I used to attend a church in Georgia before we moved to Houston that would sing Psalms every Sunday from the Scottish Psalter. To be honest, I really enjoyed those psalms, because I really felt the rich heritage that came along with them. I mean, seriously, these songs, although not to these particular tunes, have been sung for 4000 years! These were the tunes that the Scottish martyrs Hugh McKail, John Welsh, Donald Cargill, and others sang on the steps of the scaffold.
Anyhow, during the time of my life when I used to sing these Psalms at church, my favorite was Psalm 2. Not only did it have an awesome tune that particularly suited the words of this Psalm, but the words were powerful! To this day, I would say it is one of my favorite Psalms.
There are several different categories of Psalms that I secretly categorize them into (Feel free to use my Taylor Categorization System if you feel like it). There's praise, distress, awe, judgment, and prophecy, right? I'm probably missing some, but those are what come to mind at 10:30 at night on vacation. Psalm 2 fits squarely into the judgment category. The really cool thing about this though is that no psalm fits only in one category. For example, Psalm 2 is about judgment, but in discussing God's judgment it touches a prophecy toward the wicked, resulting in awe and praise from the righteous. Thus one psalm fit in four categories. Mainly though, the emphasis is on judgment. So take a moment, step away from the computer, and go read Psalm 2. Then come back. Don't get distracted!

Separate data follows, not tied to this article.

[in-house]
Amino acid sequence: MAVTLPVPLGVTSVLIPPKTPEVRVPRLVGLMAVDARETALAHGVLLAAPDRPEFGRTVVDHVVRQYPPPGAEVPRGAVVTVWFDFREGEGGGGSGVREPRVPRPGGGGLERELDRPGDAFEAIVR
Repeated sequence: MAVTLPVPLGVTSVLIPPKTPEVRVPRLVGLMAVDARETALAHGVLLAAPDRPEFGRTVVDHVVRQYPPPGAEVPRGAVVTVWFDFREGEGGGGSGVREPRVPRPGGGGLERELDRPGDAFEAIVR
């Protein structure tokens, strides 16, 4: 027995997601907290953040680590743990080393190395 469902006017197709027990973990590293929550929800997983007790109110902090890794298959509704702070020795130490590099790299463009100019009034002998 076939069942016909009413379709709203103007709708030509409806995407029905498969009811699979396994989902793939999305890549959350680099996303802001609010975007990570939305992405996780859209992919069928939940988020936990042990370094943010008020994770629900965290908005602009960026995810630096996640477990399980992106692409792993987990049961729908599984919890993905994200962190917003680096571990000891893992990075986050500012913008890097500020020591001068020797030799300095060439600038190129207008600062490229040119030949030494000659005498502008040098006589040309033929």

I mention a lot about Christian love on this blog, but there's a side of us that wants justice sometimes, right? We can talk a lot about loving your neighbor and sacrificing for your neighbor, and turning the other cheek, but isn't there a time when you just want to see that fire fall from heaven and, although this is going to sound very fleshly, and I like to think I'd resist the temptation, say, "I told you so" to some people?